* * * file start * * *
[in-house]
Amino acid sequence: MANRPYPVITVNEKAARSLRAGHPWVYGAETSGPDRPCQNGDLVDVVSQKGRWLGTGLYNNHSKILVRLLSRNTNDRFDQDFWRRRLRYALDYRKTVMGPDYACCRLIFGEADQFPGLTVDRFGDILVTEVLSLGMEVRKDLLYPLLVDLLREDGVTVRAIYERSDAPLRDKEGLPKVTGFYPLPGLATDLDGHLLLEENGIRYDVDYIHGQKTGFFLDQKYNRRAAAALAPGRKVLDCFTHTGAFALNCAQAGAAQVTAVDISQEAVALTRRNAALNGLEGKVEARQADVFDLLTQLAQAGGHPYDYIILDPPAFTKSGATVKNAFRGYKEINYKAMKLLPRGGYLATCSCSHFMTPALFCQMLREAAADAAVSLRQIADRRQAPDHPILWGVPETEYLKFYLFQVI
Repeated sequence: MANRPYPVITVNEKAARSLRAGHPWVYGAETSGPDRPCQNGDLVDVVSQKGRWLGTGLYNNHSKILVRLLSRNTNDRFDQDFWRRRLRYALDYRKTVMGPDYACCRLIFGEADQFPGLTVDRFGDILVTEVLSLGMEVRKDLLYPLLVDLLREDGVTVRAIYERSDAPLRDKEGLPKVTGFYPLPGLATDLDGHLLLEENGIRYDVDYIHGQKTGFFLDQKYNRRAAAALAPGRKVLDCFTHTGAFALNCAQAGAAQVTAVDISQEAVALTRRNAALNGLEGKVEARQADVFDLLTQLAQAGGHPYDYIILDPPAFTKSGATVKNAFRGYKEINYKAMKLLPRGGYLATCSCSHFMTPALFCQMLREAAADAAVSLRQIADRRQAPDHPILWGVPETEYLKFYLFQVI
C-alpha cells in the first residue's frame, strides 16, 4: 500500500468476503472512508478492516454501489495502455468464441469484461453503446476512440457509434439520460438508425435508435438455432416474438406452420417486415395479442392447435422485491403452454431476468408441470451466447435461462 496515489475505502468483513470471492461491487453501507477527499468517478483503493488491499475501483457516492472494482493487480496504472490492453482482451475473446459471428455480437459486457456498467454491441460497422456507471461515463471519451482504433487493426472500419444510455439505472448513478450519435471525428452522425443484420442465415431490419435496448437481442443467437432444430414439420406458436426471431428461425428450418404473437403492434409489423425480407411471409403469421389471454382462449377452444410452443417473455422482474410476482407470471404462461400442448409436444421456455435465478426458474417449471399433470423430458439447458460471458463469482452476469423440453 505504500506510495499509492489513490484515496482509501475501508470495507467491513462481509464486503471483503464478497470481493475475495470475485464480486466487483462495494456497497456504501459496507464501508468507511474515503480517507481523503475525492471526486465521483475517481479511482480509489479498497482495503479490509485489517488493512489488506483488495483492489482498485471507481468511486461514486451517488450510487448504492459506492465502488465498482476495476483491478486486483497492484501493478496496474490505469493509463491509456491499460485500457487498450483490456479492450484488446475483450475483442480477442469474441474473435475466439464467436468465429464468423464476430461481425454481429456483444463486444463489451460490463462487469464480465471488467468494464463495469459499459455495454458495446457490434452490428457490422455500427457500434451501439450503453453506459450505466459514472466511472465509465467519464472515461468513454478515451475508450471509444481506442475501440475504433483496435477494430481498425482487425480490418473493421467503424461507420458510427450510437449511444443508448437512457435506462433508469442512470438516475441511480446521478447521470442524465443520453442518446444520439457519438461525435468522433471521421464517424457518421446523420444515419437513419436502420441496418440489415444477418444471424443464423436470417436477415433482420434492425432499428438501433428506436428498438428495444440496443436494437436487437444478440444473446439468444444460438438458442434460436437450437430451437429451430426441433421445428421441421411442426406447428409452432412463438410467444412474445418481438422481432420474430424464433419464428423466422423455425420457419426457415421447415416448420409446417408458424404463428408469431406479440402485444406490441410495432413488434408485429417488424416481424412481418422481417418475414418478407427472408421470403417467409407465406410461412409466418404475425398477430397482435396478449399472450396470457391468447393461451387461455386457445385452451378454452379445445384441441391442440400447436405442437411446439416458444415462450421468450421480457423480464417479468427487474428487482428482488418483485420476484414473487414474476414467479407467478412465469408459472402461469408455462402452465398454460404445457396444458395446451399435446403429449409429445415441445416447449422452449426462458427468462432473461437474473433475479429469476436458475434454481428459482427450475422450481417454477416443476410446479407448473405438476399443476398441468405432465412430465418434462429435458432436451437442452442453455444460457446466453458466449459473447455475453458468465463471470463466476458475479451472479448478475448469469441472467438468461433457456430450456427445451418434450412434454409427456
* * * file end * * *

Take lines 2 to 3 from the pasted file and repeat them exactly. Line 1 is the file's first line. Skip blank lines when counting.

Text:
Amino acid sequence: MANRPYPVITVNEKAARSLRAGHPWVYGAETSGPDRPCQNGDLVDVVSQKGRWLGTGLYNNHSKILVRLLSRNTNDRFDQDFWRRRLRYALDYRKTVMGPDYACCRLIFGEADQFPGLTVDRFGDILVTEVLSLGMEVRKDLLYPLLVDLLREDGVTVRAIYERSDAPLRDKEGLPKVTGFYPLPGLATDLDGHLLLEENGIRYDVDYIHGQKTGFFLDQKYNRRAAAALAPGRKVLDCFTHTGAFALNCAQAGAAQVTAVDISQEAVALTRRNAALNGLEGKVEARQADVFDLLTQLAQAGGHPYDYIILDPPAFTKSGATVKNAFRGYKEINYKAMKLLPRGGYLATCSCSHFMTPALFCQMLREAAADAAVSLRQIADRRQAPDHPILWGVPETEYLKFYLFQVI
Repeated sequence: MANRPYPVITVNEKAARSLRAGHPWVYGAETSGPDRPCQNGDLVDVVSQKGRWLGTGLYNNHSKILVRLLSRNTNDRFDQDFWRRRLRYALDYRKTVMGPDYACCRLIFGEADQFPGLTVDRFGDILVTEVLSLGMEVRKDLLYPLLVDLLREDGVTVRAIYERSDAPLRDKEGLPKVTGFYPLPGLATDLDGHLLLEENGIRYDVDYIHGQKTGFFLDQKYNRRAAAALAPGRKVLDCFTHTGAFALNCAQAGAAQVTAVDISQEAVALTRRNAALNGLEGKVEARQADVFDLLTQLAQAGGHPYDYIILDPPAFTKSGATVKNAFRGYKEINYKAMKLLPRGGYLATCSCSHFMTPALFCQMLREAAADAAVSLRQIADRRQAPDHPILWGVPETEYLKFYLFQVI